Saturday, July 23, 2016

The Two Extremes Parents Must Avoid

In their book Indivisible, Jay Richards and James Robison write that parents must avoid two extremes:  Overexposing your children on the one hand, and quarantine on the other.  Instead, parents must pursue "inoculation."  Richards and Robison write,
"Millions of parents, including Christians, expose their children to deadly ideas and influences for dozens of hours every week.  They assume that an hour or two of church a week plus some short conversations at dinner should be enough to counteract thirty-five hours of TV per week, another thirty-five hours of secular schooling -- a place where God is 'He who must not be named' -- another few hours of Internet surfing, and several more hours of breathing in the ambient secular culture, not to mention the often unwholesome influence of classmates and friends.  Exposing your children to all this bilge defiles common sense."
Avoiding overexposure is the reason many parents, like Lydia and me, have chosen either homeschooling or private-schooling.  But there is another extreme that we must avoid:  quarantine.  Richards and Robison write that quarantine is essentially telling your kids what they are supposed to believe, but never giving them good reasons to think these things were true.  It's telling your kids what to believe without working to show them why the Christian worldview is superior to all others.  Thus many Christian kids are unprepared for the challenges to their faith that they receive in high school and college, and eventually they abandon the faith.

The right approach is what Richards and Robison refer to as inoculation.  Inoculation is essentially giving someone a vaccine.  When doctors inoculate children, they give them a less dangerous form of a virus.  This causes their immune system to kick in, and the child builds up resistance.  This resistance then protects them from the more deadly virus.

For parents, inoculation involves not only teaching your child what to believe, but why.  It involves not only teaching your child the truth, but also exposing them to the alternatives and showing how Christianity can withstand the attacks.  In the words of the authors,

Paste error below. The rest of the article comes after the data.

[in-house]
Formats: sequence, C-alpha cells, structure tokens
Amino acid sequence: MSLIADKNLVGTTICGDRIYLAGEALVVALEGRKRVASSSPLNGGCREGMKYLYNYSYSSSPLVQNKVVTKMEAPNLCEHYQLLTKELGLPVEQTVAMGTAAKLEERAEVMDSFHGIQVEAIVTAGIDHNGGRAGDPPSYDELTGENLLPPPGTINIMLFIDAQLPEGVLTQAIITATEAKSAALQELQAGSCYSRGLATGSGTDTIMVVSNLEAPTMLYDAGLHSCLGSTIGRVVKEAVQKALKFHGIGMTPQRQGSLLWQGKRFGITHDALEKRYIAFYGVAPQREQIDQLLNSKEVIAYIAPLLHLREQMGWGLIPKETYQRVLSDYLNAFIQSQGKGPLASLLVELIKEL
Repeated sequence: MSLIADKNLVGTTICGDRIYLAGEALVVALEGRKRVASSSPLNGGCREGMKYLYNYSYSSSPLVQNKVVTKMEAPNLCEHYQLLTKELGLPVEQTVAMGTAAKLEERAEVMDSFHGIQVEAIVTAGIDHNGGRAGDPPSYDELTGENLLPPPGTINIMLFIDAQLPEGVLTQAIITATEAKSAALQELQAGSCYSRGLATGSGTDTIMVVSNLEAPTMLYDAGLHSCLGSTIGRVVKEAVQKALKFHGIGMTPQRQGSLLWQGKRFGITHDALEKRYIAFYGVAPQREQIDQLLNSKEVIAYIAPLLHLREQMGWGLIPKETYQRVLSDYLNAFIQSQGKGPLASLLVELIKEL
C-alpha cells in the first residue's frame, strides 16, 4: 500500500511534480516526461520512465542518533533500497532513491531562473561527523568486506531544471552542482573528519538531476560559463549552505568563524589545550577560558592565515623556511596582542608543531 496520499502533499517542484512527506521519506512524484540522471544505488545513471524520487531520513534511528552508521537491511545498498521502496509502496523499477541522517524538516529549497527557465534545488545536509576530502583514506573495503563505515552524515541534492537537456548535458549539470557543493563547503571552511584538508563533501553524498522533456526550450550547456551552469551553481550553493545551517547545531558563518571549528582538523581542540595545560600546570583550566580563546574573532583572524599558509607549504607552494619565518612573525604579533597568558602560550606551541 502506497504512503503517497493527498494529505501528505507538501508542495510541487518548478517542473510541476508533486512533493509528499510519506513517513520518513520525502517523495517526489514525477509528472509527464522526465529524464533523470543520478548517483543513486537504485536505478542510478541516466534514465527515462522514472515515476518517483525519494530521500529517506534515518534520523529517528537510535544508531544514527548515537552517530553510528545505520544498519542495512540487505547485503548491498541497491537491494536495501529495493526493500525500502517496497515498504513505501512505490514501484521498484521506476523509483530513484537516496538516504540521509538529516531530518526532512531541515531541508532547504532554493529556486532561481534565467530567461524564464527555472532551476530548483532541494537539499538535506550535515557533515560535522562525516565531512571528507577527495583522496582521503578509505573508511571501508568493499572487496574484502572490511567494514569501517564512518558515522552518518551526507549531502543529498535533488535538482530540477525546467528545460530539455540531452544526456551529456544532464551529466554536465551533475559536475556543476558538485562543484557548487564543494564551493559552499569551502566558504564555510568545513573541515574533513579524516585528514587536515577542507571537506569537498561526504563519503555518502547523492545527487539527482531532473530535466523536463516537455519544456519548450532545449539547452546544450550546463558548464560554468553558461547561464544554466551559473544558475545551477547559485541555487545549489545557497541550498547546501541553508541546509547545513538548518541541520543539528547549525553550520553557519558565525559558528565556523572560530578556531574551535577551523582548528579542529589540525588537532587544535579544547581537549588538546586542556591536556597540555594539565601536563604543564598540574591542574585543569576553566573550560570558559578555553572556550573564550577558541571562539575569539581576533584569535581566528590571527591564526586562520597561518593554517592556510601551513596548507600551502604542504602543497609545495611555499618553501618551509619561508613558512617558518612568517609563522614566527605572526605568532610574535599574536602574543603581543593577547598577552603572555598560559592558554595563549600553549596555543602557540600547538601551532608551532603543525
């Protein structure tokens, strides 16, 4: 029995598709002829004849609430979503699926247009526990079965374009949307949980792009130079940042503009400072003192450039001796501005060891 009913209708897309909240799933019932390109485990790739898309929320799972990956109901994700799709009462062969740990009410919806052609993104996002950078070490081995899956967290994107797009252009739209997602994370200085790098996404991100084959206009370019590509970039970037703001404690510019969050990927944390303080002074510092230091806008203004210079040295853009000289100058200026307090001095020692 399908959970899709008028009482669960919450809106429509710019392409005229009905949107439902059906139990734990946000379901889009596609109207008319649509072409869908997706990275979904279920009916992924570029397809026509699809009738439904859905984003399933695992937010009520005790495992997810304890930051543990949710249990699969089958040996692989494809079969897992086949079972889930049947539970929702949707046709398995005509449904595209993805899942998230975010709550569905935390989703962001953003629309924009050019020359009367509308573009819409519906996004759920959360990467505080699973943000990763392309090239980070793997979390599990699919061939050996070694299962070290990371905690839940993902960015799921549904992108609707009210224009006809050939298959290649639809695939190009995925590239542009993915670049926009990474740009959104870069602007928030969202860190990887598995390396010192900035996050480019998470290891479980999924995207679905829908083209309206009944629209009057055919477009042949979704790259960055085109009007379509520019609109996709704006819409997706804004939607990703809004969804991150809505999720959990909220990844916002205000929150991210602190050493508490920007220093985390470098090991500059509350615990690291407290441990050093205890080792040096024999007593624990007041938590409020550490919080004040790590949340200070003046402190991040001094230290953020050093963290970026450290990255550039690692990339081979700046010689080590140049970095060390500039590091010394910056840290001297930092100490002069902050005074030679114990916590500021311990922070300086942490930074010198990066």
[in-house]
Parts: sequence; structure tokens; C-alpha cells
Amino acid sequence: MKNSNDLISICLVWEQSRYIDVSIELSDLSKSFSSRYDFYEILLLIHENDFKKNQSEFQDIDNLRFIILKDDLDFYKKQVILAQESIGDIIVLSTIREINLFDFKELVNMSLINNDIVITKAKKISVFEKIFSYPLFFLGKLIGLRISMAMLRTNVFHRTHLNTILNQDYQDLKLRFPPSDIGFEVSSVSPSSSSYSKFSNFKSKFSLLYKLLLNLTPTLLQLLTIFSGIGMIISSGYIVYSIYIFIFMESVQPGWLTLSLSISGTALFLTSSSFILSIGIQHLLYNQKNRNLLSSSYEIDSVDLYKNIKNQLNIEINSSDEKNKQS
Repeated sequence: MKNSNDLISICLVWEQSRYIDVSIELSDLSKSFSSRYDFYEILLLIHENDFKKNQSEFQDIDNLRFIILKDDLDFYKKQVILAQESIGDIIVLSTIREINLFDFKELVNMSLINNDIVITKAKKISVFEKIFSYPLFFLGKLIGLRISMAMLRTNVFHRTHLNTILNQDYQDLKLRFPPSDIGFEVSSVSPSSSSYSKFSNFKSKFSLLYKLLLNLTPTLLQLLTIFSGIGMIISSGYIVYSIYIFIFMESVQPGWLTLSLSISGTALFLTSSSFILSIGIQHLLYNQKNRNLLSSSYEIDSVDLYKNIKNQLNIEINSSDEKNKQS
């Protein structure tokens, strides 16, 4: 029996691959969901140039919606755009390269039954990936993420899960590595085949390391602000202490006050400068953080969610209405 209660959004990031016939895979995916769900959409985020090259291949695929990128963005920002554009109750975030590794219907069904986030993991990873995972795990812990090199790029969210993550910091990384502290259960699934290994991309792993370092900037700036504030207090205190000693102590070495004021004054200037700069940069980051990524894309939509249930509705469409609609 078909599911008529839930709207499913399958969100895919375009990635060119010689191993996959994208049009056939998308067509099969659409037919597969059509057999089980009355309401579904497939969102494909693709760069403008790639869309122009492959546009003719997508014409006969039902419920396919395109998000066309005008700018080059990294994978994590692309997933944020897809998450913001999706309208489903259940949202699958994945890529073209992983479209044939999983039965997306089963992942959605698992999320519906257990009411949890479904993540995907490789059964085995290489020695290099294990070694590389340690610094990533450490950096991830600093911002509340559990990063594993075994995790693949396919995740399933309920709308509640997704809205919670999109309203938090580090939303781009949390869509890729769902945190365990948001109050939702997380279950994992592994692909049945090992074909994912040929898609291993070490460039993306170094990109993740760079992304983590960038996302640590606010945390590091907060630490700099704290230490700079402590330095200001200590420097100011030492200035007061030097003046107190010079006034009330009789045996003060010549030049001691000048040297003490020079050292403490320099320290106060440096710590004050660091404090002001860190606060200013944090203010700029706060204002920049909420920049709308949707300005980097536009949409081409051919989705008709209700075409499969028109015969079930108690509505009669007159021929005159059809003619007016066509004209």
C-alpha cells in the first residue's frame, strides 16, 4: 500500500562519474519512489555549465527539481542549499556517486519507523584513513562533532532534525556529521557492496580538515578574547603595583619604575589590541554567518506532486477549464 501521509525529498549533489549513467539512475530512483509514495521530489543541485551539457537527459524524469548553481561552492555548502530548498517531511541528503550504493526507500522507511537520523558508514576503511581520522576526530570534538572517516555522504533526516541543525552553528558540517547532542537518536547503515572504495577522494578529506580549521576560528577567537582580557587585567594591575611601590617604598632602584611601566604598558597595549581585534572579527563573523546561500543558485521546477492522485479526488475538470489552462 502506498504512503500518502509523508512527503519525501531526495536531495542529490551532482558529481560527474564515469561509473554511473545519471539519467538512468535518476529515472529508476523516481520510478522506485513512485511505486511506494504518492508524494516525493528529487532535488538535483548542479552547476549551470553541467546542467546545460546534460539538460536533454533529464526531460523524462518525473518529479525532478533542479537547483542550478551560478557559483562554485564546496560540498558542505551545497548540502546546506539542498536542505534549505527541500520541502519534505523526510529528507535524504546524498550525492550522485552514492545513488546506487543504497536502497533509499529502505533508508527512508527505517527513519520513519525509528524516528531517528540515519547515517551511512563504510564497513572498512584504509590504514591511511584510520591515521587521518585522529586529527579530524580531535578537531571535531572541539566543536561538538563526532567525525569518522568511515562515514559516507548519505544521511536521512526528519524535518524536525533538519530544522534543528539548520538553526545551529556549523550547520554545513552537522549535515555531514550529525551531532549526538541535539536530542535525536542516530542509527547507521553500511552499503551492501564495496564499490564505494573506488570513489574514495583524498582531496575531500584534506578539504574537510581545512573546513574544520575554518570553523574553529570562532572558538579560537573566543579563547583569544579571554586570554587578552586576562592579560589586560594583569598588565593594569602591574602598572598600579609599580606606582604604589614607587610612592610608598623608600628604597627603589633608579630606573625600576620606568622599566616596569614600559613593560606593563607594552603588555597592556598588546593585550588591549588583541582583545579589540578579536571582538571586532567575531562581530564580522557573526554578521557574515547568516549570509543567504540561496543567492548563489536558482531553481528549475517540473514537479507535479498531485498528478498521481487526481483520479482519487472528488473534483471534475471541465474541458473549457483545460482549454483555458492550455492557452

"Inoculation means that we expose our children to the best and strongest ideas that the world has to offer, but expose them in a way, and in an environment that allows them to build up intellectual immunity.  We must acquaint them with the best arguments on all sides of an issue, and teach them to evaluate the arguments critically."
Lydia and I believe that the best way for us to train up our children is through homeschooling, but we don't use homeschooling to quarantine our kids.  Rather, we use homeschooling to inoculate our kids.  It allows us to protect them from overexposure, and it provides the ideal environment to teach what to believe, why to believe it, and how to defend it against competing worldviews.  For example, our homeschool curriculum, Sonlight, intentionally includes books with unbiblical ideas for this very purpose -- inoculation.  And then it includes instructions for how to use these books as opportunities to teach kids to recognize unbiblical ideas, as well as an argument for why the Biblical worldview is superior.

Whether or not you choose homeschooling, you must avoid the extremes of overexposure and quarantine.  Don't just protect your kids.  Prepare them to stand against the enemy. 

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